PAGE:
This is amazing:
bleepingcomputer.com/news/secu

tl;dr:
1. a developer of a bunch of popular packages publishes new, intentionally broken versions of them as he doesn't want to support for-profit companies with his free work;
2. NPM *reverts* the packages to older versions against developer's wishes;
3. GitHub *blocks* the developer for acting "irresponsibly".

That story again: developer blocked by for making changes to his own code.

This is why and @forgefriends are so important!

@gargron @rysiek If you don't want to support BigTech, then don't use "permissive" licenses. Use AGPL. The problem is: Most people don't understand Copyright and licences. So they find their way to choosealicense.com which is curated by Microsoft Github. It prominently advertises the MIT licence with "I want it simple and permissive". This phrase sounds fair and good to most people. But permissive actually means "I permit BigTech to run their profit-driven thing with my code".

@t0k I don't care if others make profit. I just care if they're destroying our living place, and that's why BigTech are a problem.

@Gargron @rysiek

@ffeth @gargron @rysiek Also the #AGPL does allow to make profit. And that's fine. But it requires to play a fair game. That's what the BigTech companies fundamentally don't like. Because many fundamentally can't play such a fair game.

@t0k @ffeth @Gargron that's all correct. In practice, though, Big Tech will do anything they can to keep away from AGPL'ed code, as exemplified by Google's internal policies banning their employess and contractors from even having AGPL'ed code on their work laptops:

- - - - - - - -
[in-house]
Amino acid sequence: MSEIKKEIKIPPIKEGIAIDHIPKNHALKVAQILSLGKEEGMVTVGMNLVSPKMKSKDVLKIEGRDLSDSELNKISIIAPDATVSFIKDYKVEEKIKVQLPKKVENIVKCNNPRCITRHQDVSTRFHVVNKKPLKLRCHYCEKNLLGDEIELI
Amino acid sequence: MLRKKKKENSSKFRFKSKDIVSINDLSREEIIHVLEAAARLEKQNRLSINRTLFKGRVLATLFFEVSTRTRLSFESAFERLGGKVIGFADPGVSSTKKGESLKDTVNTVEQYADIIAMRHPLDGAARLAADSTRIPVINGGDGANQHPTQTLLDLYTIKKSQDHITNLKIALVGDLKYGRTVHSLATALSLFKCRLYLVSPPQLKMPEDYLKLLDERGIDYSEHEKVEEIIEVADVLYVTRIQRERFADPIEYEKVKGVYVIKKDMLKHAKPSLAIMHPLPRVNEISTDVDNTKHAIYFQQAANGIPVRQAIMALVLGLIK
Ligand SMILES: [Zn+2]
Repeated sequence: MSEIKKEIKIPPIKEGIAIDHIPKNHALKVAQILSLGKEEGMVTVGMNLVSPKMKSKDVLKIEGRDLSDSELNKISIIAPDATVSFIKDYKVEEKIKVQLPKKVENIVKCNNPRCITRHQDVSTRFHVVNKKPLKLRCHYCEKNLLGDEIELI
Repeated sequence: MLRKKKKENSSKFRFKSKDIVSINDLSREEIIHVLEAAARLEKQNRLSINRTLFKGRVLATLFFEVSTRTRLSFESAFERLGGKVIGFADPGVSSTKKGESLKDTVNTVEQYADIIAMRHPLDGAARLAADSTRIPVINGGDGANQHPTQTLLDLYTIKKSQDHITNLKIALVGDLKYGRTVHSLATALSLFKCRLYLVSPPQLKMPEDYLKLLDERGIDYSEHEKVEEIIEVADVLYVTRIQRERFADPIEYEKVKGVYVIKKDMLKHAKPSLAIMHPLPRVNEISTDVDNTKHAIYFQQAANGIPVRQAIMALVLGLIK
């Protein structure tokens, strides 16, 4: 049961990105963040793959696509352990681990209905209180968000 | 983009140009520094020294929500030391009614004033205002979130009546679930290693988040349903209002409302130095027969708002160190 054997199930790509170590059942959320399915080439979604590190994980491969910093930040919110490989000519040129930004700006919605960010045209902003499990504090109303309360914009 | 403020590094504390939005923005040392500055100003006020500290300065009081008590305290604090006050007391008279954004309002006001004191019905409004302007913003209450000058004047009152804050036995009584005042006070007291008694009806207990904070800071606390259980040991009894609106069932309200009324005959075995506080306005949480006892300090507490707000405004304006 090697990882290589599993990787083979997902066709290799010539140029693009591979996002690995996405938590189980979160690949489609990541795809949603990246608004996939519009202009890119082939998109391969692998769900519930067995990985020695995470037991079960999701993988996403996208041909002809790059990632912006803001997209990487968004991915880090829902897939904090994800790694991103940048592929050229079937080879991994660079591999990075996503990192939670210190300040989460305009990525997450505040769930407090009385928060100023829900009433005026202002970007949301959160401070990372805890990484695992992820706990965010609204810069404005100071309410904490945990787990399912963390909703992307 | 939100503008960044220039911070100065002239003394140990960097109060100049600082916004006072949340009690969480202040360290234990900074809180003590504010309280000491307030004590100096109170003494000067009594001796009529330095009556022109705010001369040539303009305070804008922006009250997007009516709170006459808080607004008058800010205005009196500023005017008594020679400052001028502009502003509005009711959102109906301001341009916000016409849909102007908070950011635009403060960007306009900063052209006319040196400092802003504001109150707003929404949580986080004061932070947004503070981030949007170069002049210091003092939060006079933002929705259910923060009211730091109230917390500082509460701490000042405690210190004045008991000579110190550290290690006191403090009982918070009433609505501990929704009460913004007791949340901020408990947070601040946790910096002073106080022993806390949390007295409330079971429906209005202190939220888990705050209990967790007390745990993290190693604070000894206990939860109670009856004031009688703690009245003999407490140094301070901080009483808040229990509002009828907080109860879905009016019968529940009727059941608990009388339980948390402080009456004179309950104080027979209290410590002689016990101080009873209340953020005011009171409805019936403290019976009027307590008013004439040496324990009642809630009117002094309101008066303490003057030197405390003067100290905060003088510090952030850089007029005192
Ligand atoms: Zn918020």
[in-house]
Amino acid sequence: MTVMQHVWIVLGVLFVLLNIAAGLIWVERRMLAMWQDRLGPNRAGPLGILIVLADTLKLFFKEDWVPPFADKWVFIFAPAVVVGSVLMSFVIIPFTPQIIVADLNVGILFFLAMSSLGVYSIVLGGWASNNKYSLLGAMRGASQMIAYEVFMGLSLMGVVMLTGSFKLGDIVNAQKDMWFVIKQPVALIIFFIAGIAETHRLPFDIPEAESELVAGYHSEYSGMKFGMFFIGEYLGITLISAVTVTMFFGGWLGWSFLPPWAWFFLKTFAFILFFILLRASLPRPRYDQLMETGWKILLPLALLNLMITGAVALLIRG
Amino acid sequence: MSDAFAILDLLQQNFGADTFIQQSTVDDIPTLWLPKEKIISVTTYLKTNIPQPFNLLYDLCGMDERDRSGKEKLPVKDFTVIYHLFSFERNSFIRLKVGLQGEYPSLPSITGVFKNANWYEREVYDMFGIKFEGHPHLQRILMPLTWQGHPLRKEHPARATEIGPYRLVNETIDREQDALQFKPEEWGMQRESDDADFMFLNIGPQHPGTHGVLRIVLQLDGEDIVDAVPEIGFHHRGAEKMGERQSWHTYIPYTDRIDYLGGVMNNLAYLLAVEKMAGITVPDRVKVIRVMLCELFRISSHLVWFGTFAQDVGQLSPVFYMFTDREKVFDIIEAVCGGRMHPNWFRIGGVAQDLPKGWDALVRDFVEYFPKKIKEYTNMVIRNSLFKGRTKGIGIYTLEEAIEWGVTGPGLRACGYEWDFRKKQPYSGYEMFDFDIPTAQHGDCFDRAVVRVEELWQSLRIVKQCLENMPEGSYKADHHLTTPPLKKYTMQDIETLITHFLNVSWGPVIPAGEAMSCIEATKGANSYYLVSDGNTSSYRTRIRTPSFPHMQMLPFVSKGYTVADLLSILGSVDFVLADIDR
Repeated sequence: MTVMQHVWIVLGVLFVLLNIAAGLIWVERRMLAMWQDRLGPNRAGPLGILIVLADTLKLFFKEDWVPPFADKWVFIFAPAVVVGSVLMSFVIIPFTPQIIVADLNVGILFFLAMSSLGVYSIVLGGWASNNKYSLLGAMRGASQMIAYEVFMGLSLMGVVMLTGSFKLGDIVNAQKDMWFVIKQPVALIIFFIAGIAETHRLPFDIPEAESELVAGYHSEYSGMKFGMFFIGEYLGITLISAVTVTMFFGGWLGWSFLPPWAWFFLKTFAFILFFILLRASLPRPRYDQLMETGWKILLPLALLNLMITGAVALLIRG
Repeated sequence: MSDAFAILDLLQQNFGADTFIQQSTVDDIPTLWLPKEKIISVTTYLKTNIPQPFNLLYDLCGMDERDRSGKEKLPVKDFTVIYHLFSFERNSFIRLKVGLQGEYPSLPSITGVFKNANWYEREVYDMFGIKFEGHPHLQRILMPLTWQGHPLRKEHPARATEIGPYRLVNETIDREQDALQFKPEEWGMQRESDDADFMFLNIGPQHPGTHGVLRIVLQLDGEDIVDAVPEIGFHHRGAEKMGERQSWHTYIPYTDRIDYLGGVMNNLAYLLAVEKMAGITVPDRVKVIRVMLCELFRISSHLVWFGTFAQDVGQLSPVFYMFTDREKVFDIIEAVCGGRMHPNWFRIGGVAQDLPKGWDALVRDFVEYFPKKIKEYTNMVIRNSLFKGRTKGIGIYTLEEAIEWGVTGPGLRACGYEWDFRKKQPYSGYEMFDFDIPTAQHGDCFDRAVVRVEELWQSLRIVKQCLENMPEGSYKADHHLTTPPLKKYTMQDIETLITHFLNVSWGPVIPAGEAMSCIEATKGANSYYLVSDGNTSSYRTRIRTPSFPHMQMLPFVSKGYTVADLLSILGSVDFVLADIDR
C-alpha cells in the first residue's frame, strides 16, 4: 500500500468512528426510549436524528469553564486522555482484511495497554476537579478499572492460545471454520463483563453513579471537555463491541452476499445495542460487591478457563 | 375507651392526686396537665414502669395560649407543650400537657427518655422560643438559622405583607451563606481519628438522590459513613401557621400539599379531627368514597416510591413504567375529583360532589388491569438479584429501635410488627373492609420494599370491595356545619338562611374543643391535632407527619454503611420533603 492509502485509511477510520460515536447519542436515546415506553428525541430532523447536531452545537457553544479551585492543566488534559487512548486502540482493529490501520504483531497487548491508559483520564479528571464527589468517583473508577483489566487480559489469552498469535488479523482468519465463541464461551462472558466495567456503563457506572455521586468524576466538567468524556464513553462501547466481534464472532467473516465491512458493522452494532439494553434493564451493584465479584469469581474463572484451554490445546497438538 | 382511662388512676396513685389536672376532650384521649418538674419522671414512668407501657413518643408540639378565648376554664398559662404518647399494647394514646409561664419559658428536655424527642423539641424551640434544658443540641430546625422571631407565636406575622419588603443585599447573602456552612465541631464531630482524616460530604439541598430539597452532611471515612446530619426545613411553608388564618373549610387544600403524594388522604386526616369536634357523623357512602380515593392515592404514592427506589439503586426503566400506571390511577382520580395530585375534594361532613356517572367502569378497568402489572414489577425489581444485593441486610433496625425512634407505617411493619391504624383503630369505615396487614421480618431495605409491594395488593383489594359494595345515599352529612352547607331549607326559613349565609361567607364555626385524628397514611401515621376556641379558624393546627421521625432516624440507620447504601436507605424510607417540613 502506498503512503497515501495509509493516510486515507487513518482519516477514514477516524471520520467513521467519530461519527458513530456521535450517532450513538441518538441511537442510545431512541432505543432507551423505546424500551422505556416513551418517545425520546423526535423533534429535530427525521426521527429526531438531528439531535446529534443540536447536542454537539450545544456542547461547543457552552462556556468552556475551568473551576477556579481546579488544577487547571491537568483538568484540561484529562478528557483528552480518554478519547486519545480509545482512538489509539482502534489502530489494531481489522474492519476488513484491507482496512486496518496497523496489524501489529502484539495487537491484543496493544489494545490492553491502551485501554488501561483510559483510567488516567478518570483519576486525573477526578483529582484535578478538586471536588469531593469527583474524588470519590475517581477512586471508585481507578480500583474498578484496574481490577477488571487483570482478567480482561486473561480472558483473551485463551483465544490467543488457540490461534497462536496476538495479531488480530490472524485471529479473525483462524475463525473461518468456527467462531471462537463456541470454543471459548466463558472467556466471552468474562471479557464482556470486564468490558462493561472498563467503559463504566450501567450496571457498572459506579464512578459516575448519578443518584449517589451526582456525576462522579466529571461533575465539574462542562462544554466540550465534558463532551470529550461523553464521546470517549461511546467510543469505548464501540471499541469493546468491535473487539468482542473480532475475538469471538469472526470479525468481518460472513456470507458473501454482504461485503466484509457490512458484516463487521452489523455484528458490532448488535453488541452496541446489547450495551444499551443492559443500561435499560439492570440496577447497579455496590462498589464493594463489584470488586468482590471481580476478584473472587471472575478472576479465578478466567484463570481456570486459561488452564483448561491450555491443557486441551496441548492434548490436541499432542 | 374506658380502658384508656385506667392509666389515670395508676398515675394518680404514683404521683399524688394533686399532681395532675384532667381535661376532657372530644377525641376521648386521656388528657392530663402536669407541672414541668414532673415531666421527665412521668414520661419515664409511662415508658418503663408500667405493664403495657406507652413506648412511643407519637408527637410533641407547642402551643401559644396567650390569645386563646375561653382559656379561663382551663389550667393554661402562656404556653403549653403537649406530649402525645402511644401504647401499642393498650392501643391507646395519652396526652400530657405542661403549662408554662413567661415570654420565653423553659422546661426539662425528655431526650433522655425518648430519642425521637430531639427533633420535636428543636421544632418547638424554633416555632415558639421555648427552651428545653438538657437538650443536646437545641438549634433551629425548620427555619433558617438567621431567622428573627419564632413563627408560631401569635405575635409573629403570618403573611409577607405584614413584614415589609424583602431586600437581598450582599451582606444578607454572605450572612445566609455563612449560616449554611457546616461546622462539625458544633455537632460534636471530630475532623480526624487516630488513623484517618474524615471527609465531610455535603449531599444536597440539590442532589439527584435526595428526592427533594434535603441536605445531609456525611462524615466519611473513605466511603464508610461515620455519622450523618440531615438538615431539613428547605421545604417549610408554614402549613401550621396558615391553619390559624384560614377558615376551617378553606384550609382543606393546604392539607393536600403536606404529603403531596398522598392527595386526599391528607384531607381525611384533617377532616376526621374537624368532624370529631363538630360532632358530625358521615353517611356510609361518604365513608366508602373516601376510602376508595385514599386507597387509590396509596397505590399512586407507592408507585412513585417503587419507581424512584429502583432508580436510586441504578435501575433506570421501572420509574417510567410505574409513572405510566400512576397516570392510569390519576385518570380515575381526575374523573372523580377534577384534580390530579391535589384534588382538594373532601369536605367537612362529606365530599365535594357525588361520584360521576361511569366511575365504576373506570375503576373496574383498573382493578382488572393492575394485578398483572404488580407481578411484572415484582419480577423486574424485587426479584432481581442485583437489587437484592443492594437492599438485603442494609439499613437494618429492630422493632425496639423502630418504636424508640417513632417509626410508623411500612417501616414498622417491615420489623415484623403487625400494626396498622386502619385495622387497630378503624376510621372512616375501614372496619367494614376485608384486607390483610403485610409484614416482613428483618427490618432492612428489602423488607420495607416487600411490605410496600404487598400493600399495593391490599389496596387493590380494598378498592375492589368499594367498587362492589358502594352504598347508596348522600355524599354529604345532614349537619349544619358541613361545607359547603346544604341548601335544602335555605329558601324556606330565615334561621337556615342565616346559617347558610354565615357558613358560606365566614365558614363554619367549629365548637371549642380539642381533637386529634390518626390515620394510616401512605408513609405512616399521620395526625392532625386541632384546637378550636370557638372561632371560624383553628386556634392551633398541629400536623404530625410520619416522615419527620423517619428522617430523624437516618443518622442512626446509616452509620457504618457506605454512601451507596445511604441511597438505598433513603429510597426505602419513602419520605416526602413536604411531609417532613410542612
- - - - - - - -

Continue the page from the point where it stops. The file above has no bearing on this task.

opensource.google/docs/using/a

> Do not install AGPL-licensed programs on your workstation, Google-issued laptop, or Google-issued phone without explicit authorization from the Open Source Programs Office.

@rysiek @ffeth @gargron I wonder if that's not somehow part of a smear campaign against the #AGPL. Because technically, I see no problem for Google if its employees use some AGPL program on their laptops. They don't run publicly accessible services from their laptops.

To me feels like it's more about fighting the AGPL in general because it's bad for them. Imagine all FOSS would be AGPL: BigDisaster for BigTech.

@t0k @ffeth @Gargron oh absolutely, that's an important part of it I'm sure.

But the other, probably *more* important part is *legal risk*. The developer might not even notice that certain functionality is provided by an AGPL-licensed lib. Or, that certain products of AGPL'ed programs were checked into the work repository.

So they prefer to "play it safe" and ban developers from having any AGPL tools on their workstations.

Follow

@t0k @ffeth @Gargron and it's up to us to make that into a *feature* of AGPL.

We *can* make the fact that Google *outright bans it* from developer workstations into a selling point, so to speak, for the license.

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